At the TestBash in Cambridge, Alan Richardson gave an introduction to Eeevil (with capital E) testing.
Alan started from beliefs. He started with attitudes. Testers have to think and act differently in projects. We also have a mandate for humor in our work. We need to take responsibility for the product and our work, and how we communicate, since words impact the thinking of the people around us. We should not start from dogma, but rather from our knowledge.
Alan introduced the Evil Tester avatar that he spreads his work on. The Evil Tester mocks Alan during his work. He explained that he studied evil in all it’s forms, so he was the right one to tell us about it:
I’ve studied evil in all its forms, I’ve read a lot of comics.
When he was little, he learned about the left hand path that leads to the forbidden path towards knowledge. The path to the forbidden rather than the certainty helps us to reach for knowledge. Most testers take the certain route to the product. This is based on dogma, following a clear path. You don’t have to think too hard to reach your goal, you don’t have to justify your doing since it’s all laid out for you. The harder route is to go for the forbidden.
When alan was a baby tester, testing was a necessary evil. In the early years within a Waterfall project there were a bunch of good things to do. He discovered that these good things didn’t work for him. These things blocked a lot of people on the project.
Alan referred to the psycholinguistics of good and evil. “Are you a good little tester?” could have been a question asked also in my earlier years. When you become Eeevil you can start fighting those words, or use these words for your advantage. Eeevil provides Alan a great power to his testing approach.
Citing Stan Lee, “with great power comes great responsibility”. Alan explained that Eeevil does not know limits. Instead we impose our own limits when we start taking responsibility of our own lives. Alan explained that no one is born Eeevil. It takes hard work to become Eeevil. Do you take testing serious enough to mock it? If you do, you can find all the things that are wrong with it. If you can turn out the ridiculousness of your work, you can take completely new approaches to testing.
Reminding myself on Cockburn’s self-imposed rules, Alan continued with beliefs are made to be broken. Six Sigma’s Five Why’s for example is aiming at the beliefs that underlie our thinking. Start asking yourself why you are doing certain things. If you do, you will drive out much of the ridicule of your work.
Eeevil is seductive, Richardson explained. Taking a bite from the apple in the Garden Eden was seductive. Richardson explained that Eeevil is simple. Sin is the easy path, while doing the right things takes a lot of discipline. Alan explained that he is not Eeevil enough to go into a project and drop a bunch of templates on the testing team, saying “Here is what you need to do”.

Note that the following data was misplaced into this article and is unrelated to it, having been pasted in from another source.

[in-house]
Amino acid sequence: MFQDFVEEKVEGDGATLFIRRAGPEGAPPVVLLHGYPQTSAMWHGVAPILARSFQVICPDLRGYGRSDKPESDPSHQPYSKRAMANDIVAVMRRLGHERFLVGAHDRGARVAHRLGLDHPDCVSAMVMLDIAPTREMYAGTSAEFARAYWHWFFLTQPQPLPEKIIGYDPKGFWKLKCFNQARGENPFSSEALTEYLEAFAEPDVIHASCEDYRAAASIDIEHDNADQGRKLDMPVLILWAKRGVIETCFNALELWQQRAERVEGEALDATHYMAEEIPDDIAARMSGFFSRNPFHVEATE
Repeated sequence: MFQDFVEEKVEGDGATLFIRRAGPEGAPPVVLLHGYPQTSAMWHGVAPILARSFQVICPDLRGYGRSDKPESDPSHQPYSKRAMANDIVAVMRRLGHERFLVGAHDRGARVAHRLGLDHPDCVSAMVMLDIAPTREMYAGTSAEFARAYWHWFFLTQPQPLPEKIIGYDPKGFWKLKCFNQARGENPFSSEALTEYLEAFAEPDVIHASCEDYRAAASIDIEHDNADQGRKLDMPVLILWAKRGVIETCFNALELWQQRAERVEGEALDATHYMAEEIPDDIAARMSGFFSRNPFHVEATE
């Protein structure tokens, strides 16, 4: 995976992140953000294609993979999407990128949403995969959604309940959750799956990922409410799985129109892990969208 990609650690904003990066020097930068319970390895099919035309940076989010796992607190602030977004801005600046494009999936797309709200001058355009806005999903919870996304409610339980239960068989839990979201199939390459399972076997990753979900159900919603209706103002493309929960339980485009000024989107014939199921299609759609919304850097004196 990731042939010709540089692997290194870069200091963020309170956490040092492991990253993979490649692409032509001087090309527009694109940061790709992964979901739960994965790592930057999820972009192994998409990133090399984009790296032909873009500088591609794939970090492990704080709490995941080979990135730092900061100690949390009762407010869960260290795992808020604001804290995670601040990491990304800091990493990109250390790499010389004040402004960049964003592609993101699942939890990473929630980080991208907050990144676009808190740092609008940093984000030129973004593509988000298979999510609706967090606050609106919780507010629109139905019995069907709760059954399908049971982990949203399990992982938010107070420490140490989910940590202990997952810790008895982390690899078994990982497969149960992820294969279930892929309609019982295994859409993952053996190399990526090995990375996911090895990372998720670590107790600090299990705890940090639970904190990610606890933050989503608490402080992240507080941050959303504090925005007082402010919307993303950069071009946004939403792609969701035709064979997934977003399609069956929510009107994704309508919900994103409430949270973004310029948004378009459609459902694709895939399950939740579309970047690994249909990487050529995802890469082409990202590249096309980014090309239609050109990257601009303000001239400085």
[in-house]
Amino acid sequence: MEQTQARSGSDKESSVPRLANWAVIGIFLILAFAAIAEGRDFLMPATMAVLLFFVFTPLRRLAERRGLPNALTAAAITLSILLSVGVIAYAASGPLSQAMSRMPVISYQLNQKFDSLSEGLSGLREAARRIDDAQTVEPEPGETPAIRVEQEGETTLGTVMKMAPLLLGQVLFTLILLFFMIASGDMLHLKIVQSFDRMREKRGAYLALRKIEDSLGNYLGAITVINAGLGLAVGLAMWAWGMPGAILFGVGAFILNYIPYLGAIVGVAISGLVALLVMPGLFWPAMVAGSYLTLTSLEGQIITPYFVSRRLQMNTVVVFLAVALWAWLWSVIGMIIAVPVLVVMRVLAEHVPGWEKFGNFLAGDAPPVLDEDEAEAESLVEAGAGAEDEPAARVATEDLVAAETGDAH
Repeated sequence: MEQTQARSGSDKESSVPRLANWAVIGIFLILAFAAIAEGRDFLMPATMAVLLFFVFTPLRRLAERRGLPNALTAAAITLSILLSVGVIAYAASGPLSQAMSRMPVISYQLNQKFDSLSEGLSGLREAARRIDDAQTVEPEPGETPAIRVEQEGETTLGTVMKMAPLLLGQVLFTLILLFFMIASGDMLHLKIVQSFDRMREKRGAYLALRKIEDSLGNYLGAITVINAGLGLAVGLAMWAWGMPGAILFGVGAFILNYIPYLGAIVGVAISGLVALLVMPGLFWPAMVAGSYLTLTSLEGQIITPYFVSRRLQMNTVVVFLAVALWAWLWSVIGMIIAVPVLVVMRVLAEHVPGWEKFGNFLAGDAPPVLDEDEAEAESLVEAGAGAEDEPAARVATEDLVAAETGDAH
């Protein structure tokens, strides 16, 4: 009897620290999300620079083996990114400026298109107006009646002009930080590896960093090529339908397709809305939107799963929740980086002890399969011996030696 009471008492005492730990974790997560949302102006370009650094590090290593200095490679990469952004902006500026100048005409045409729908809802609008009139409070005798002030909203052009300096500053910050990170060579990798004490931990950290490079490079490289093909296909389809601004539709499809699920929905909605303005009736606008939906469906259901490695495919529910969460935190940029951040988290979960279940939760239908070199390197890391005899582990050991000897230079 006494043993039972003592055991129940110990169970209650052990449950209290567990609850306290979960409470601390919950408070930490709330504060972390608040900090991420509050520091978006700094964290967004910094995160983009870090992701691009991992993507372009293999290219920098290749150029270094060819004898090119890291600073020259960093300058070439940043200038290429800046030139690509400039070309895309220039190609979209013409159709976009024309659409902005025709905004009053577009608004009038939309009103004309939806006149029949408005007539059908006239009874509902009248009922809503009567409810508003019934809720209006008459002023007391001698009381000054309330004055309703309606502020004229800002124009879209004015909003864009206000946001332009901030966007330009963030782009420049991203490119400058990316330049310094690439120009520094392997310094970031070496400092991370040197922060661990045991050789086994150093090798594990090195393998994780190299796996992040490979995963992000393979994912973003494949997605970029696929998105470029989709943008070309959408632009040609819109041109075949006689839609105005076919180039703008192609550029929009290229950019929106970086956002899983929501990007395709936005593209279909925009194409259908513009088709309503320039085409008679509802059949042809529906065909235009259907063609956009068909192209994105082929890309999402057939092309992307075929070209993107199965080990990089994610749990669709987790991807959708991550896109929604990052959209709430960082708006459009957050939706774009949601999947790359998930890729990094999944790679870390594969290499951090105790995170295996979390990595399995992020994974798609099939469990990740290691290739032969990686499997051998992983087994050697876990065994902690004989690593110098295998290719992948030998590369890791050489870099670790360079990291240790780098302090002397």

Alan referred to a children experiment. They were locked into a room with some sweets. The teacher went out stating that they are good if he re-enters the room and the sweets are still there, otherwise you’re bad. The teacher would hand some sweets to the kid if it didn’t touch them upon re-entering the room. The clever kid would figure out that people sometimes lie, and take the sweets anyways, taking into account to be a bad kid, but still getting the sweets.
Alan quoted the last assassin: Nothing is true, everything is permitted. Referring to religion, there is one dogmatic road to heaven, but there are a thousand roads to hell. For testers this means that we should take path to hell before anyone else does. By then we can only help others avoid these paths, but also see how bad a place hell really is. Exploring the paths to hell helps to gather information about the product.
Eeevil is wrong. Alan explained that we are paid to be Eeevil and be wrong. 1 + 1 might equal “two” instead of 2. Be prepared to be told that you are doing the wrong things in the wrong. If you are not on a dogma path, you have to find your own path.
At times, others might look to you for certainty. Alan proposed to foster doubt in such cases. This will help others to leave the dogmatic path. Testers need to have a bad attitude. We are still team players, but we are not seeing and saying the things that other people do. We help others – foremost managers – see the information they need to realize in order to fix the situation.
Eeevil is a means to an end for Alan. The safety net of dogma can be defeated by your own knowledge. You still have the safety net of dogma, but you shouldn’t use it while balancing over it.
3 thoughts on “TestBash: The Evil Tester’s Guide to Eeevil”
“Exploring the paths to hell helps to gather information about the product.”
Love this! Now I have a new Twitter tester friend…